The former conflict in Lebanon has served as a backdrop for a variety of movies, but none so distantly as “In the Battlefields,” a modest but engaging family drama set in 1983 Beirut. For its 12-year-old protag, the battlefields of the title are more within her own family and relatives, with the real war just a series of distant explosions as the city is disemboweled. First feature by Beirut-born filmmaker Danielle Arbid looks set for limited arthouse biz, followed by wider small-screen exposure, especially in Europe.
Arbid, who spent the first 15 years of her life (1975-90) in Lebanon before moving to Paris to study journalism, claims the pic is not autobiographical, but she clearly knows whereof she speaks. And though the movie is about feelings rather than biography, there are elements which clearly overlap with Arbid’s life. Her father was also a constantly indebted gambler, her own aunt plays the girl’s aunt, and young thesp Marianne Feghali is a dead ringer for Arbid herself.
Lina (Feghali) is the only child of a warring couple, Fouad (Aouni Kawass) and Therese (Carmen Lebbos), whose marriage is being torn apart by the husband’s chronic gambling. Lina’s only friend is the maid, Siham (Rawia Elchab), of her aunt, Yvonne (Laudi Arbid-Nasr), both of whom live in an apartment upstairs.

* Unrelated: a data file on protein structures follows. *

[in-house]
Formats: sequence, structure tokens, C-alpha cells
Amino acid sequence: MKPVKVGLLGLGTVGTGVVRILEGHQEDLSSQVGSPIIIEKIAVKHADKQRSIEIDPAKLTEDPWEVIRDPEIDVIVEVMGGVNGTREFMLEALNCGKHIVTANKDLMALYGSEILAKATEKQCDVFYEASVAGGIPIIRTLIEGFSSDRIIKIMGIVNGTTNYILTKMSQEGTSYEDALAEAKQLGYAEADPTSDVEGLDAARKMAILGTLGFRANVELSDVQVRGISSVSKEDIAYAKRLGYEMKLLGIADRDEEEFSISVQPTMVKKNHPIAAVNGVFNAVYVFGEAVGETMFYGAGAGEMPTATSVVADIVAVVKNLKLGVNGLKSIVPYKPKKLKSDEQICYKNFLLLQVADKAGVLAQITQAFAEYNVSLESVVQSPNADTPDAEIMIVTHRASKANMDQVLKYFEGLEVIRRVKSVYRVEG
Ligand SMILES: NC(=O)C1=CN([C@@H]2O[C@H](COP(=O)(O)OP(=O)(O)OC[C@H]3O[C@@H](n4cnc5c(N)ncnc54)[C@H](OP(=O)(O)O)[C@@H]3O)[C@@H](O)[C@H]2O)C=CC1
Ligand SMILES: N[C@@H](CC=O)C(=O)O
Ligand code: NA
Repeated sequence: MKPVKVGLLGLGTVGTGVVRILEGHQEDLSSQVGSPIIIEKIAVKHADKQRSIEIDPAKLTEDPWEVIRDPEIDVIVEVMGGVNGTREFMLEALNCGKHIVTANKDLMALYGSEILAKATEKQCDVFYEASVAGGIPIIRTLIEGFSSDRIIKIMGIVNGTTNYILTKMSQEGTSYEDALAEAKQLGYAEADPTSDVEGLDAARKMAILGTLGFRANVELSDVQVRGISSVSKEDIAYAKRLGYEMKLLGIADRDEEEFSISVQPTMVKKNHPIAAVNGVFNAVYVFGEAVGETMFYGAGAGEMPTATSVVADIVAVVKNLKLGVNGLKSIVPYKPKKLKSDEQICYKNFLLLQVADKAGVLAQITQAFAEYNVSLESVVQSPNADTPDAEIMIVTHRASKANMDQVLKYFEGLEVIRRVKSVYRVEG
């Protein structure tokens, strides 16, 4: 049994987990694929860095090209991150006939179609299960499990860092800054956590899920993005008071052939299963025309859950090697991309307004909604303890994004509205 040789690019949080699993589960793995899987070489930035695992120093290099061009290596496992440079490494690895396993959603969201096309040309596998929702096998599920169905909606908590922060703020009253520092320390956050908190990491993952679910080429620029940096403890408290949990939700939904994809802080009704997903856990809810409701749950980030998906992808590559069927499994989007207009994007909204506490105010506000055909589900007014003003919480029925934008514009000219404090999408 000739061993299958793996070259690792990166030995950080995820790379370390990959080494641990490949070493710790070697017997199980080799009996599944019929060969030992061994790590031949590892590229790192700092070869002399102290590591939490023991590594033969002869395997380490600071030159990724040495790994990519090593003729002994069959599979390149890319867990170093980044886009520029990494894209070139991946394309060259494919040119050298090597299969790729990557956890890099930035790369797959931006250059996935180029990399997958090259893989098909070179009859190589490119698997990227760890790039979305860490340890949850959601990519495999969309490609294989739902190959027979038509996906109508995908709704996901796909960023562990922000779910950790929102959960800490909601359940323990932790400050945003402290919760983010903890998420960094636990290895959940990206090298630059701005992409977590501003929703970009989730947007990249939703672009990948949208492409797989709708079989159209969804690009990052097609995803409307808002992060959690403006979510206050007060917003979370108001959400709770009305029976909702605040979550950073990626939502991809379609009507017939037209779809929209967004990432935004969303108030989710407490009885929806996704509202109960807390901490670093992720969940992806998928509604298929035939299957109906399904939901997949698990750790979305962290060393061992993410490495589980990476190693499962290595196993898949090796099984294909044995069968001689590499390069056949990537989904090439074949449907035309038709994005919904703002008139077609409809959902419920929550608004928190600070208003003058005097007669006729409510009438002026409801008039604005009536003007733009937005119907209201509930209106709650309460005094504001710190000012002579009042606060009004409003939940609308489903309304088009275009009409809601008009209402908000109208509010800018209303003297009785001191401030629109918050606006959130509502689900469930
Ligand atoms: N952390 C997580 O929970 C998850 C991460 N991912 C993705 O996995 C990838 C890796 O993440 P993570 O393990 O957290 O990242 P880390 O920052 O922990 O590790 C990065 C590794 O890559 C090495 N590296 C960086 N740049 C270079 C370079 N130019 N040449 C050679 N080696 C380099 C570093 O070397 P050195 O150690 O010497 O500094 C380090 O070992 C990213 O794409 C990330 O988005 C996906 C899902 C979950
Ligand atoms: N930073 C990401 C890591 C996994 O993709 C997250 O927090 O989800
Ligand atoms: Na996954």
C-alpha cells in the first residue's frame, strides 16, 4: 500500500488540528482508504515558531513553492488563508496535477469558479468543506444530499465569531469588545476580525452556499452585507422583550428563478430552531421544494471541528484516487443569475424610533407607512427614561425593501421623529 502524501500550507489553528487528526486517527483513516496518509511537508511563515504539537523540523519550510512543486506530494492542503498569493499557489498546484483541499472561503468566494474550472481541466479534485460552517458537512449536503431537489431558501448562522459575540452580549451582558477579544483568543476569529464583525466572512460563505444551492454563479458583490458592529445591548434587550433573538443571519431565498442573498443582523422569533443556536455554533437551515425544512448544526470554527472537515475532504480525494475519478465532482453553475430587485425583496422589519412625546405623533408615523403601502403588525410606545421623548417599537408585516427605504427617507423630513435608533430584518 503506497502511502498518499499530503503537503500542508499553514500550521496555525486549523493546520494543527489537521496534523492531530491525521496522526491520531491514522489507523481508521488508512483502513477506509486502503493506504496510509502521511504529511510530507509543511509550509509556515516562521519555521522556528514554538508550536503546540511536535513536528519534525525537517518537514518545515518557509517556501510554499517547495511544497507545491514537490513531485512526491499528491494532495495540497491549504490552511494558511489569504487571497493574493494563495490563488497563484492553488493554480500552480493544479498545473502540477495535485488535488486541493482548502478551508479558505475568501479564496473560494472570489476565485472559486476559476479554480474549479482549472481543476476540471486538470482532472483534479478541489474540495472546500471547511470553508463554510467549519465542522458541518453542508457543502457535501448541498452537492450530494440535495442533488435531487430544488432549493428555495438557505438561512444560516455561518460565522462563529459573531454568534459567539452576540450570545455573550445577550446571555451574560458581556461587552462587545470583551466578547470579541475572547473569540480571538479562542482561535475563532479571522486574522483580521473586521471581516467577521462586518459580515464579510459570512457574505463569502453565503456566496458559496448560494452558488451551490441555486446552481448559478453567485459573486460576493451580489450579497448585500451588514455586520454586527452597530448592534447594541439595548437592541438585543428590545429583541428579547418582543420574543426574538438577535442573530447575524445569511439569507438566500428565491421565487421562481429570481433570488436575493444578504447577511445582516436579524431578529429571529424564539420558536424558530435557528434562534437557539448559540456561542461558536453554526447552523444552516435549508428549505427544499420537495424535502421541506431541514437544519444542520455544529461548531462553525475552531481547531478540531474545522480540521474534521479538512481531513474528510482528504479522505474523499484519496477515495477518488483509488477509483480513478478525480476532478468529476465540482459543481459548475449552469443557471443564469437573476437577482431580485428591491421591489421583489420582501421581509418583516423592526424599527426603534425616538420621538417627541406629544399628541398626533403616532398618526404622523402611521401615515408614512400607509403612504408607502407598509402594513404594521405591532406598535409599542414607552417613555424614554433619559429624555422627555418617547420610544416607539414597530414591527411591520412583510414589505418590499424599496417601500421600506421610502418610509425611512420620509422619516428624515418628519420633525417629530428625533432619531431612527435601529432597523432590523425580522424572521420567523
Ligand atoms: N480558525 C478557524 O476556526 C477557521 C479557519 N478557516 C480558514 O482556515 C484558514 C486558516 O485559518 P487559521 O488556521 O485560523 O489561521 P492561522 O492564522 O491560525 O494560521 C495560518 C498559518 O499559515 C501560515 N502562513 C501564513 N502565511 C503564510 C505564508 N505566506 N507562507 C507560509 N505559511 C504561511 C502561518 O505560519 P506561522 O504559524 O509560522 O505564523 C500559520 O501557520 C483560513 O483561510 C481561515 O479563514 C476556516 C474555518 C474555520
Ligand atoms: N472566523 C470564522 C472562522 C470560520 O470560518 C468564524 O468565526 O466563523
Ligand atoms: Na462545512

The matriarchal Yvonne, who seems to have taken lessons at the Cruella DeVille school of acting, rules the extended family with a rod of iron, spitting out insults at mealtimes and treating Siham with haughty disdain. The comfortably-off Christian-Arab family exists in a kind of time warp, with Yvonne whiling away her days playing cards with her female cronies and refusing to lend the feckless Fouad any more money to pay off his debts.
Lina has a sisterly affection for Siham, and hangs out with her as much as possible, even accompanying the independent-minded maid on amorous outings with her b.f. When Siham secretly tells Lina she plans to run away in a few days’ time, the young girl makes a move that creates an unbridgeable chasm between them.
The basic story could effectively be set anytime, anyplace, as nothing is made of the family’s religious orientation and the only noticeable effect of the civil war is regular trips to the basement whenever bombing is heard. There’s no sense of tension on the streets and no news broadcasts are ever heard: Pic’s deliberate point is that life goes on beyond the headlines, and, for a youngster like Lina (unlike, say, those in the more engaged movie “West Beyrouth”), the war hardly exists.
What’s left is a deft, well-acted but slim coming-of-ager, against a background of dysfunctional family life. As Fouad’s gambling habit drives him to more and more desperate measures, Therese, already pregnant again, decides she’s had enough.
Pretty but not cute, Feghali is quite a find as the naive yet stubborn Lina; but for sheer screen presence Arbid-Nasr (a late replacement for a professional thesp) acts everyone else into a cocked hat as the terrifying aunt. Elchab is fine enough as the declasse maid, who really has nothing in common with the family as a whole.
Lensing is pro without having any special style, apart from arty still-life cityscapes inserted into the film as points of repose.